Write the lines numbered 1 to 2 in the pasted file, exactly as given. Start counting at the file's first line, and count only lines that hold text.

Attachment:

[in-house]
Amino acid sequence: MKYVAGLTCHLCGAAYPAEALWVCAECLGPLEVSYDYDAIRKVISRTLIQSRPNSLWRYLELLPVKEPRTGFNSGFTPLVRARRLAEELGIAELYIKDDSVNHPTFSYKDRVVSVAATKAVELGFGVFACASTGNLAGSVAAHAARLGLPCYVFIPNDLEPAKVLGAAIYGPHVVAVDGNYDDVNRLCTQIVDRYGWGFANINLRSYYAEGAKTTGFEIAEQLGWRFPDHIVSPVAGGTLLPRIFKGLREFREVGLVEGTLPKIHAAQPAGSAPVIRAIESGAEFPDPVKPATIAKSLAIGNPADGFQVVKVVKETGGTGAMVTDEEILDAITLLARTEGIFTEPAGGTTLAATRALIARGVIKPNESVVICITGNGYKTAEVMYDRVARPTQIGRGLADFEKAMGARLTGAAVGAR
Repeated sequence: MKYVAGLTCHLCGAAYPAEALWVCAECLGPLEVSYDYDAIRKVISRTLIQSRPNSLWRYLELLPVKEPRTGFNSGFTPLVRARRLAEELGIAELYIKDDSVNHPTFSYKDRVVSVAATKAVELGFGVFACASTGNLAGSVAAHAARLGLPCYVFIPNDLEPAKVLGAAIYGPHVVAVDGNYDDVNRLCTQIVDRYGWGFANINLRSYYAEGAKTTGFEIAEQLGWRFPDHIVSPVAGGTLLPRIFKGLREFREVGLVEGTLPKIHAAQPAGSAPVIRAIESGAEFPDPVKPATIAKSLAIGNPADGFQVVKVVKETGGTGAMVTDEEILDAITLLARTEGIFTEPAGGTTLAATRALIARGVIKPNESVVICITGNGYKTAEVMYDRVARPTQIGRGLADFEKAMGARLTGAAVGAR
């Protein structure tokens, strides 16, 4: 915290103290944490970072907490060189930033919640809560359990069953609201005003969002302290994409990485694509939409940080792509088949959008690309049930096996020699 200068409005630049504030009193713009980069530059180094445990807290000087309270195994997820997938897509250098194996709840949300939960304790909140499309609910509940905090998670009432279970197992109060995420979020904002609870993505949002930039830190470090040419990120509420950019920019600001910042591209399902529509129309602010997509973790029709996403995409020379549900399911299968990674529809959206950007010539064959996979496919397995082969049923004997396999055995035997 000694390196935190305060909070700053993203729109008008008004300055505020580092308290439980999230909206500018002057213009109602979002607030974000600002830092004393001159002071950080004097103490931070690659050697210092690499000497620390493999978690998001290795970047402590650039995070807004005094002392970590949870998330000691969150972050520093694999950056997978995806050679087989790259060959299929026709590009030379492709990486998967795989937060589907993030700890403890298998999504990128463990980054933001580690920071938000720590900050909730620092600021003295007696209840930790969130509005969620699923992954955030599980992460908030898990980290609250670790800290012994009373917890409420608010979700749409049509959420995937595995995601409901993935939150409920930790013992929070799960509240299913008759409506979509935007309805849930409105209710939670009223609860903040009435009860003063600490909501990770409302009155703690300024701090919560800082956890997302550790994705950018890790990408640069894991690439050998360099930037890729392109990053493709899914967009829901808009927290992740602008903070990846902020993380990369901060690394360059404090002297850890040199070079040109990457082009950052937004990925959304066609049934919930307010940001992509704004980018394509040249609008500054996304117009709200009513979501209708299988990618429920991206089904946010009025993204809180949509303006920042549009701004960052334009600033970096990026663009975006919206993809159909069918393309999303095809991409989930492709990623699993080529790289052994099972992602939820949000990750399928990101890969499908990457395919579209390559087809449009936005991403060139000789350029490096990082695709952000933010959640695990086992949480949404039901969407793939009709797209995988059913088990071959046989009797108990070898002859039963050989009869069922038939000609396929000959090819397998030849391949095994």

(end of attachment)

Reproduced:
[in-house]
Amino acid sequence: MKYVAGLTCHLCGAAYPAEALWVCAECLGPLEVSYDYDAIRKVISRTLIQSRPNSLWRYLELLPVKEPRTGFNSGFTPLVRARRLAEELGIAELYIKDDSVNHPTFSYKDRVVSVAATKAVELGFGVFACASTGNLAGSVAAHAARLGLPCYVFIPNDLEPAKVLGAAIYGPHVVAVDGNYDDVNRLCTQIVDRYGWGFANINLRSYYAEGAKTTGFEIAEQLGWRFPDHIVSPVAGGTLLPRIFKGLREFREVGLVEGTLPKIHAAQPAGSAPVIRAIESGAEFPDPVKPATIAKSLAIGNPADGFQVVKVVKETGGTGAMVTDEEILDAITLLARTEGIFTEPAGGTTLAATRALIARGVIKPNESVVICITGNGYKTAEVMYDRVARPTQIGRGLADFEKAMGARLTGAAVGAR